Indianapolis gas cylinder explosion: CNG flies 1,2 kilometer - lands in school yard
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Vehicles powered by natural gas poses different risks and dangers during a fire than gasoline powered vehicles. In 2015, the Indianapolis Fire Department in the US responded to an incident where the CND tanks exploded.
One cylinder was thrown 1,2 kilometers from the explosion site, landing in a school yard.
Against normal procedure for fires involving in such vehicles, the driver was unable to “dump” the burning debris. This resulted in a the heat build- up directly under the cylinders.
A contributing factor was a protective cover over the tanks. The cover likely hindered cooling the tanks and may have inadvertently caused the pressure reducing devices ( PRD ) to be cooled by the water stream and prevented their activation.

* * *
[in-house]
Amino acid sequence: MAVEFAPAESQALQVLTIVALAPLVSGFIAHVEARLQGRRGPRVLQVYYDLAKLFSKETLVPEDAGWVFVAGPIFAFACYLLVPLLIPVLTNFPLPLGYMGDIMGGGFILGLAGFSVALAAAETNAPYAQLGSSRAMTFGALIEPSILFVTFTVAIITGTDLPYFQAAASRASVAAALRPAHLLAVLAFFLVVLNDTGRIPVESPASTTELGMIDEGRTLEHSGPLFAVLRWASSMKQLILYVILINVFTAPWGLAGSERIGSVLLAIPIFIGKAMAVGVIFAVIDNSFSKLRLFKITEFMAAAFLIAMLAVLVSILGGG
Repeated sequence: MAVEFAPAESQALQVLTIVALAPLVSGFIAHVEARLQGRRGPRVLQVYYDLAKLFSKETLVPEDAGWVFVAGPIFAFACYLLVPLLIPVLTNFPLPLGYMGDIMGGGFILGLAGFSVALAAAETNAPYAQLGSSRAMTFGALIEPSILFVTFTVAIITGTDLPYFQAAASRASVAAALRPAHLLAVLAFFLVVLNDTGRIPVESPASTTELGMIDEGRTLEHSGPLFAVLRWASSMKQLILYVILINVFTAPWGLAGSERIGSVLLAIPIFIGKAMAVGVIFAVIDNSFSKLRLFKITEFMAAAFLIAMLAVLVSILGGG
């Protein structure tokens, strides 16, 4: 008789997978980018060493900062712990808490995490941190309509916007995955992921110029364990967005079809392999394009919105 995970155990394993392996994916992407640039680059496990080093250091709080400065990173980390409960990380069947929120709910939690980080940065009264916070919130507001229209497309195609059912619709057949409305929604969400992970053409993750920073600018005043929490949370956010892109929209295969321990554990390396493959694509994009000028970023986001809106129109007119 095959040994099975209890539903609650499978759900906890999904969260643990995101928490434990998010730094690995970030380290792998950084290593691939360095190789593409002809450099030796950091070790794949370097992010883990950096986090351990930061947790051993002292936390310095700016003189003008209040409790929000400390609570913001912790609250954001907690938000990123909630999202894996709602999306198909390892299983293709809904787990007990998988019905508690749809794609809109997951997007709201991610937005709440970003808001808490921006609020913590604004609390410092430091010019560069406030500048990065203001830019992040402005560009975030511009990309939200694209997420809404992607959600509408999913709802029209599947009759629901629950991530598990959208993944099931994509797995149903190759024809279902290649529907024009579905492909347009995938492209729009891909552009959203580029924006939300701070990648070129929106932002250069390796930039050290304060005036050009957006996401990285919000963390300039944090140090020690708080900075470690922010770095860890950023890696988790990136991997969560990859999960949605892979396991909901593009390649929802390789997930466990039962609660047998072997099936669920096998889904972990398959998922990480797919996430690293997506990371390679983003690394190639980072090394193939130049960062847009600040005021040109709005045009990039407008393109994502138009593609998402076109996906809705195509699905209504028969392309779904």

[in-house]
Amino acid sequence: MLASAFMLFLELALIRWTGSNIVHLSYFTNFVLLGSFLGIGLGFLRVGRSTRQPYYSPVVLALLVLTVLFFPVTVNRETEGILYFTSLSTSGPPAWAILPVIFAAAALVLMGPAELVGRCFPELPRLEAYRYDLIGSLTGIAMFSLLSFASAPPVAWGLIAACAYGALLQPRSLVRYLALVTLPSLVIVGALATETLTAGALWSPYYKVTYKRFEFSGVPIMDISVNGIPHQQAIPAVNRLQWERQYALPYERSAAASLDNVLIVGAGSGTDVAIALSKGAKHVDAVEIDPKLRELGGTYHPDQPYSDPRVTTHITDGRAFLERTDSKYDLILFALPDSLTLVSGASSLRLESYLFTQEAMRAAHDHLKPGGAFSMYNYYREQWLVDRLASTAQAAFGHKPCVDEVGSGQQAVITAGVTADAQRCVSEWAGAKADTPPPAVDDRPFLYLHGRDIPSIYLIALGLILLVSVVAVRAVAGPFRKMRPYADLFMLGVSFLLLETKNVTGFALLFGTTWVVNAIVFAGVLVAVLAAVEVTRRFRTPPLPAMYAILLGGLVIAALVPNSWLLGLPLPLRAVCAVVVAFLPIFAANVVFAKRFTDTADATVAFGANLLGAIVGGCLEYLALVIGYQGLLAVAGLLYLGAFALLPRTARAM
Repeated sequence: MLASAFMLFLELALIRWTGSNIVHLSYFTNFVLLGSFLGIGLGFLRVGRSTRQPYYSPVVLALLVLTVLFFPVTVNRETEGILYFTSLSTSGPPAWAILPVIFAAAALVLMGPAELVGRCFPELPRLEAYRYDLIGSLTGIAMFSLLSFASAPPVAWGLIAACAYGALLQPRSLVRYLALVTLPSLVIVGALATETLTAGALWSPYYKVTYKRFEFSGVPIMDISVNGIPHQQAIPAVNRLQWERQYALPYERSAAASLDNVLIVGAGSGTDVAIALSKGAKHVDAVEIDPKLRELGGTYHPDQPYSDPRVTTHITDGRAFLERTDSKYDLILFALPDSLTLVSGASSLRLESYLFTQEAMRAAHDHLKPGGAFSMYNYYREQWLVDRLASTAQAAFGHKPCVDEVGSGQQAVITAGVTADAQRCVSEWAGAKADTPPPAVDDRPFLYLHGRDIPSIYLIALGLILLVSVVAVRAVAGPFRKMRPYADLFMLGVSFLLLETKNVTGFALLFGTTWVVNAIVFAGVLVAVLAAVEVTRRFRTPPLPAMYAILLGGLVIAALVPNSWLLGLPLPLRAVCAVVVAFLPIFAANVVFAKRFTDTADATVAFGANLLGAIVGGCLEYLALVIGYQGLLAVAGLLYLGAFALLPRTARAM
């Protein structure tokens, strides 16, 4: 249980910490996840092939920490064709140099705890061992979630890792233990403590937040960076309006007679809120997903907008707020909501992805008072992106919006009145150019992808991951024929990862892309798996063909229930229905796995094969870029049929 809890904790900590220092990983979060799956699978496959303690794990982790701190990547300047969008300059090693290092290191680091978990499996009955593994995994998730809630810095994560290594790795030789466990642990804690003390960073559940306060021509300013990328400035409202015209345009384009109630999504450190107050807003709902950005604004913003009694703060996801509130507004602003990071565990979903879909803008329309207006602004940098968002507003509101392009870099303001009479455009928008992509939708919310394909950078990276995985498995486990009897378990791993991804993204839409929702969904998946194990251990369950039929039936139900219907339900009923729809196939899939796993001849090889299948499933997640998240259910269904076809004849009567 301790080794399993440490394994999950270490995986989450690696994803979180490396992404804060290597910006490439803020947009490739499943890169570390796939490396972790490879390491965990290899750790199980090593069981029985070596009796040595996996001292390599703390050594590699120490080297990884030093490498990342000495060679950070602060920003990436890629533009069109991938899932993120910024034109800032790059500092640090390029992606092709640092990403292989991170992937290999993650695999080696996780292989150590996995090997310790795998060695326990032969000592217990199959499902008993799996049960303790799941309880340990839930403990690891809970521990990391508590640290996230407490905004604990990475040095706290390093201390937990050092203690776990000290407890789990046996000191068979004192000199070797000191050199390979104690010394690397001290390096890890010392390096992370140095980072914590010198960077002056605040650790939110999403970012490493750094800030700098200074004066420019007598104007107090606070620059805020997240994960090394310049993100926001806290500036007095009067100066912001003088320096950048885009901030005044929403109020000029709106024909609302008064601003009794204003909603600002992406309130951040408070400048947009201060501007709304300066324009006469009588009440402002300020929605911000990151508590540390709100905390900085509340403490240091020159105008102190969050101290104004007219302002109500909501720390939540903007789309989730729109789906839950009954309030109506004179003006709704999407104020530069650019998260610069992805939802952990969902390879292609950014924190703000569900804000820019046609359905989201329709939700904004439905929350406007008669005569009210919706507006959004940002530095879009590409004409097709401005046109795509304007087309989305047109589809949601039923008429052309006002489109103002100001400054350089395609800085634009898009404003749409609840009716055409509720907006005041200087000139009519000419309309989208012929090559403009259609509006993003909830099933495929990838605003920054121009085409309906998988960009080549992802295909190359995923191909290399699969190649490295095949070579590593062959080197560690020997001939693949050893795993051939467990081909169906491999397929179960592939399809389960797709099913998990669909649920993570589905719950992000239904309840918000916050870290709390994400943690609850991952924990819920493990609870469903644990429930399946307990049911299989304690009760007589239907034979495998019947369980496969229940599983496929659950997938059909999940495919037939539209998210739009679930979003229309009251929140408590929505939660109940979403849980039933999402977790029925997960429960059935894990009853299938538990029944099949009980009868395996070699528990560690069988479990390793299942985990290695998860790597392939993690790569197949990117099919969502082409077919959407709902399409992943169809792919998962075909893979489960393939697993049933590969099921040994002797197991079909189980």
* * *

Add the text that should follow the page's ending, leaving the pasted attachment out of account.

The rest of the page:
It is speculated the water spray applied may have kept the PRDs below their intended trigger temperature.
From a tactical perspective, if a vehicle is known to be equipped with CNG cylinders and is well involved with fire, firefighters should maintain a safe perimeter and not approach the vehicle, unless there is a significant life hazard , i.e. let the vehicle burn.
A minimum evacuation radius of 300 feet (90 meters) should be maintained in such incident types.
As experienced in this event, a tank landed approximately 4,000 feet (1,200 meters) away.
Do not approach from either the front or the side of the vehicle. If necessary, approach a CNG vehicle fire from a 45° angle.
If the PRD(s) have activated, do not apply water spray, but rather allow the fire to burn.